by Sara Taylor
When the news of the murder breaks I’m in Matthew’s buying chicken necks so my little sister renee and I can go crabbing.
There isn’t much in the way of food in the house, but we found $1.63 in change, and decided free crabs would get us the most food for that money. Usually we use bacon rinds for bait, but we’ve eaten those already.
I’m squatting down looking at the boxes of cupcakes on a bottom shelf when a woman steps over me to get to the register; Matthew’s is so small I can throw a rock from the front door and hit the grimy meat counter at the back. She’s a big fat woman, with more of an equator than a waist; she steps heavy and all of her trembles when she does, and for a moment I’m worried she’s going to fall and squish me. She dumps a dozen cans of pork and beans on the belt and pulls out her food stamp card, then digs down the front of her stretched-out red shirt to find cash for a pack of menthols. “Hear what happened to Cabel Bloxom?” she asks the cashier. The cashier hasn’t. “They found him waist-deep in the mud in Muttonhunk Creek, had his face shot to pieces and all swole up with being in the water. His girlfriend had to identify him by the tattoo on his back.” The cashier’s eyebrows jump up, and her eyes get big. I keep rummaging among the cupcakes. The cashier can see me, but they’ll probably keep talking anyway; being almost thirteen doesn’t get me noticed any more than being almost twelve did. My necks are starting to drip through their newspaper onto my leg.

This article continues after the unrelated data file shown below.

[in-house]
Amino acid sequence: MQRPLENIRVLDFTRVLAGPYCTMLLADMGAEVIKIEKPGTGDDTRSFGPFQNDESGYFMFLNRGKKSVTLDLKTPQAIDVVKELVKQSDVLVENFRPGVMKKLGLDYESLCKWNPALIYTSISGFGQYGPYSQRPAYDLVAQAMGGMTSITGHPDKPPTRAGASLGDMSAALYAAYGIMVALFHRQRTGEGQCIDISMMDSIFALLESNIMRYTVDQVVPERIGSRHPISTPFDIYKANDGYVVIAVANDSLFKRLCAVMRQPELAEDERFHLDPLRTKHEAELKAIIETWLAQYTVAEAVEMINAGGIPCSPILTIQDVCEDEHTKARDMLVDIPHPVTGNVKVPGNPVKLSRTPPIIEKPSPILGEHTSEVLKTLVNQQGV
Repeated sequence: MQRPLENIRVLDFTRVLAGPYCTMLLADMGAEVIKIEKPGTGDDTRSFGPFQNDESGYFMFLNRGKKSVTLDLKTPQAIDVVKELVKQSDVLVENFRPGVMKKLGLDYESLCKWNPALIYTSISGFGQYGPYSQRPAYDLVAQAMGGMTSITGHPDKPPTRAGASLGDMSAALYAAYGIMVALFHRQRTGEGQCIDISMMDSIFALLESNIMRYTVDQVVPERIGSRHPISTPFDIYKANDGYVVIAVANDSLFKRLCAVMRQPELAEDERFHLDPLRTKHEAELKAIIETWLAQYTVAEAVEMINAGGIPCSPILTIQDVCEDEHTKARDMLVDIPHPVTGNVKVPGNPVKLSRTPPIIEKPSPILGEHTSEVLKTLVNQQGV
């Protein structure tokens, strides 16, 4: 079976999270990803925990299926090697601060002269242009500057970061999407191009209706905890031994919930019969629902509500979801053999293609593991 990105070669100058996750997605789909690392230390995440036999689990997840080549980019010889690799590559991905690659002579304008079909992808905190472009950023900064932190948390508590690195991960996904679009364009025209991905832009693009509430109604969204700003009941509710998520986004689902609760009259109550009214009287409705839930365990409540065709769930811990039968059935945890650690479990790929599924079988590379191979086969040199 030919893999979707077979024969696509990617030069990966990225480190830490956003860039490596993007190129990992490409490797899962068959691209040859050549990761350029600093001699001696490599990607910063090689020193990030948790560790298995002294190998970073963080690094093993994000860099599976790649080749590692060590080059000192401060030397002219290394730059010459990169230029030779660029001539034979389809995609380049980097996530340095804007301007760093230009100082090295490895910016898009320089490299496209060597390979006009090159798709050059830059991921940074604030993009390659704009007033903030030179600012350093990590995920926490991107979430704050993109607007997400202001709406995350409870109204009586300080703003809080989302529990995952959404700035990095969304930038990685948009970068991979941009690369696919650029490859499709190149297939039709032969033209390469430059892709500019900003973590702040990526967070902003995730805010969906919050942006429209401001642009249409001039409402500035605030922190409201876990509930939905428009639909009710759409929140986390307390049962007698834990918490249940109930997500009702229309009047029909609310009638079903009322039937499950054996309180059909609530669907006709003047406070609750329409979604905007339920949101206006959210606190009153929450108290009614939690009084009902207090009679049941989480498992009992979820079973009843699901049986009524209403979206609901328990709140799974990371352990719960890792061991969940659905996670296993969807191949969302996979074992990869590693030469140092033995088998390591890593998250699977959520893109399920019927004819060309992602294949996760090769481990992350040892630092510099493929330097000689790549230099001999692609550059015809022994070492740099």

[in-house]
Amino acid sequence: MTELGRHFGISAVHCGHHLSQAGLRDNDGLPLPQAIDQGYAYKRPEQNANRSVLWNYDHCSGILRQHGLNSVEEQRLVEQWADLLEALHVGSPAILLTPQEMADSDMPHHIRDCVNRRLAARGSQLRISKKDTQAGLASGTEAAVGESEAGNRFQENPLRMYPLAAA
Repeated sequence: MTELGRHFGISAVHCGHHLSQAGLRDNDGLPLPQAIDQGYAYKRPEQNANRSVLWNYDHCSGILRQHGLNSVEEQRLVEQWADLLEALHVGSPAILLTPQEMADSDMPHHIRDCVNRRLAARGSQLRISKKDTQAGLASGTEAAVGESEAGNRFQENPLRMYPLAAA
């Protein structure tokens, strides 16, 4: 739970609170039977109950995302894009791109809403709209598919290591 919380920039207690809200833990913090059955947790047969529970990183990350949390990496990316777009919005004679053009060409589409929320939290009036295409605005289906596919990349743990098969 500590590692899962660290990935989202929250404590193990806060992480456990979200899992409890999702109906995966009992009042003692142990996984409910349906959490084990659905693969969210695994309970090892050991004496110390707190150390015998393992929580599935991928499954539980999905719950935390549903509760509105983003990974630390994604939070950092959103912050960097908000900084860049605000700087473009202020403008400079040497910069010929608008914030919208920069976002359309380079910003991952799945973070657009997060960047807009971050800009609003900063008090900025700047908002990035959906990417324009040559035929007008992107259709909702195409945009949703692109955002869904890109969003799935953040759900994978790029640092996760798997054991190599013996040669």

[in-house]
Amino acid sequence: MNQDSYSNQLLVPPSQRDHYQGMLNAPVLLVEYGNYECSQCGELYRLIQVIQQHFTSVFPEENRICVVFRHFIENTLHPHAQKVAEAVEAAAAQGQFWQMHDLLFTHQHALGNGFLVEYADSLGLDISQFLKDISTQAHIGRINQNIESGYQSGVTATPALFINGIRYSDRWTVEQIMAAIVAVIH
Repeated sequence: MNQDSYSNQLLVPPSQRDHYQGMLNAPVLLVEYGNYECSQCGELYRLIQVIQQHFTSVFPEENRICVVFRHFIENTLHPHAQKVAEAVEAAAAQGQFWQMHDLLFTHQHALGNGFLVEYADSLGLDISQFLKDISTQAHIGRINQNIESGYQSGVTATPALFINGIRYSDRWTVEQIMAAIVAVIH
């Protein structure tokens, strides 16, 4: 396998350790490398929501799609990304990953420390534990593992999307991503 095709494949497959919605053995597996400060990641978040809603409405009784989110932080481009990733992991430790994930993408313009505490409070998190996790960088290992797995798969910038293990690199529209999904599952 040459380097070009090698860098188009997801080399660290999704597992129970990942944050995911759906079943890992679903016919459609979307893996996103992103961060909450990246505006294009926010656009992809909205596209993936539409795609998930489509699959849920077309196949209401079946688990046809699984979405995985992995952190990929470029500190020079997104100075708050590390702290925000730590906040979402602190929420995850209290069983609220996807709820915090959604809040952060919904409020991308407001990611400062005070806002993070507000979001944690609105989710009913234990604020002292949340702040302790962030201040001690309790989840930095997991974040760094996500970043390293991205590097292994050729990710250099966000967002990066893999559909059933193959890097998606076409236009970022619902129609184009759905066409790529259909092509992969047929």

“They know what did it?” the cashier asks as she collects up the limp bills and unlocks the glass-front tobacco case.
“Police say it was a slug-loaded shotgun. They couldn’t find no cartridges, though.”
“That’s a lot of help, everyone’s got one of those,” the cashier answers, and she’s right. Ours sits next to the .22 by the porch door, in case deer turn up in the yard.
“And that ain’t even the half of it.” The lady leans in close, but her whisper is almost as loud as her talking voice. “They done cut his thang clean off!” The cashier makes a face at this, and bags the cans of pork and beans. The woman waddles out, and I straighten up from the cupcakes and plop my soggy packet on the belt.